I think of it as playing reverse mental jenga. Or, for each person, one long, relatively simple algebra equation.

    Opposites, semi-duals, etc. Some are really lopsided.

    (Assuming mbti types translate cleanly to socionics, so long as you don't attach yourself to either system's set of functions) Interesting remark on the ILI/intp / EII/infj dynamic. I've read stories going both ways; whether it's the beneficiary perceiving his/her own type in the other or the other way around.

    thinking of you

  5. #15
    Protocol Droid Athenian200's Avatar
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    Quote Originally Posted by Marmie Dearest View Post
    I do think you're right. I've seen someone on this site who likes Keirsey saying an ENTP is an ENFP because he doesn't differentiate between ENFP Fi behavior and ENTP tertiary Fe, when it's pretty obvious to most people who study type that the person is an ENTP.
    Another good example. You know, maybe I should have made this thread more generally about why I don't believe temperament theory is adequate for most purposes.
    The other problem with Keirsey is making the mistake of typing someone by situational behavior. For example, someone with social anxiety might act more IxFJ around people they just met, even if they're a totally different type et al.
    I actually forgot about that one, but it's true. It makes things too situational, and people can easily seem like different types in different contexts... so you need a picture of their overall mindset, not just their behavior. That's where functions come in.

    Quote Originally Posted by Marmie Dearest View Post
    Also, I went through a Keirsey phase myself, where I rejected function theory because it got too confusing.
    Actually, that's what most people do. In fact, many people never move past that phase. That's what I was calling them out on.
    Then it's as though one day I finally understood it. I rejected it because I wasn't getting something. It's more complex, and it takes long in depth study, especially for someone who thinks like I do, who isn't as linear.
    As far as I'm concerned, that's a good thing. You saw enough examples that you realized your previous interpretation was missing something, and changed your thinking. That's an excellent example of open-mindedness and a willingness to question your own assumptions.

  6. #16
    ⒺⓉⒷ Eric B's Avatar
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    I think one of the keys to integrating temperament theory with type (and thus, the functions) is realizing that there are really TWO separate temperament matrices interlaced in the theory. The familiar one introduced by Keirsey is the "conative" model, and then there are also the Interaction Styles, which are "affective" temperaments. They are not usually called "temperaments", but that is exactly what they are; corresponding to the same four Galen temperaments.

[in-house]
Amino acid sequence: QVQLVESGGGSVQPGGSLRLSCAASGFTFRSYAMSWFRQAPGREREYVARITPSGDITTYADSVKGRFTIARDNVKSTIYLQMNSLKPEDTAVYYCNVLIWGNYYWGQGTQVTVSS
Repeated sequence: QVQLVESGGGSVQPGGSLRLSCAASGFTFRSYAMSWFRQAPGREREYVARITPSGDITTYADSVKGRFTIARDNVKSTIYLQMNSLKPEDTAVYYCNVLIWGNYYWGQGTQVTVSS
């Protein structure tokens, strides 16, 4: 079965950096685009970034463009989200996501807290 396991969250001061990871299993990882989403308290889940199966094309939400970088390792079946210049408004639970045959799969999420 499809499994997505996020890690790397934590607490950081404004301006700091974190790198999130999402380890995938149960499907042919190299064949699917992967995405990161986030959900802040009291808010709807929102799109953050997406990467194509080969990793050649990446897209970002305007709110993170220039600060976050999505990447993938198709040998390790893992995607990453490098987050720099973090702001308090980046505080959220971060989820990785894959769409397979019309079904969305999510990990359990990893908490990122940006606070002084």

In fact, they are a bit more in line with the classic temperaments, which deal with basic social behavior, which is what "affective" means". "conative" deals with another "area" of behavior; and that is action and leadership skills (conative means "dealing with action"). That right there is one cause of confusion about temperament and type at times.

    So each type ends up as a combination of one conative temperament with a distinct affective temperament. Even the classic Galen theory was modified to allow blends, yielding four "pure" types plus 12 "blends"; yielding a total of 16!

    So while INJ's have separate conative temperaments, they are apart of the same affective temperament (INJ for N's, and IST on the S side). This will explain why the type categories supposedly neglected by Keirsey (Ni dominance, as well as the ST group) will still figure in type.
    ESP's and ISJ's have the same conative group, which also happens to correspond with the dominant function, while the conative group is all the ESJ's and ISP's will have in common. It doesn't have to be one OR the other, or even one being "better" or "not as accurate". The different concepts are explaining different angles of personality type.

    So to me, it looks like they all work together.
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  7. #17
    ish red no longer *sad* nightning's Avatar
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    I believe this is something you see more frequently with INFJs... especially those here on the forum who are more analytical frequently use Ni Ti which may resemble NTs on the surface. But INFJs and INTJs are very different.

    So it's more like
    INFJs -> most similar to NTs
    INTJ -> most similar to NFs
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  8. #18
    Protocol Droid Athenian200's Avatar
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    Quote Originally Posted by nightning View Post
    I believe this is something you see more frequently with INFJs... especially those here on the forum who are more analytical frequently use Ni Ti which may resemble NTs on the surface. But INFJs and INTJs are very different.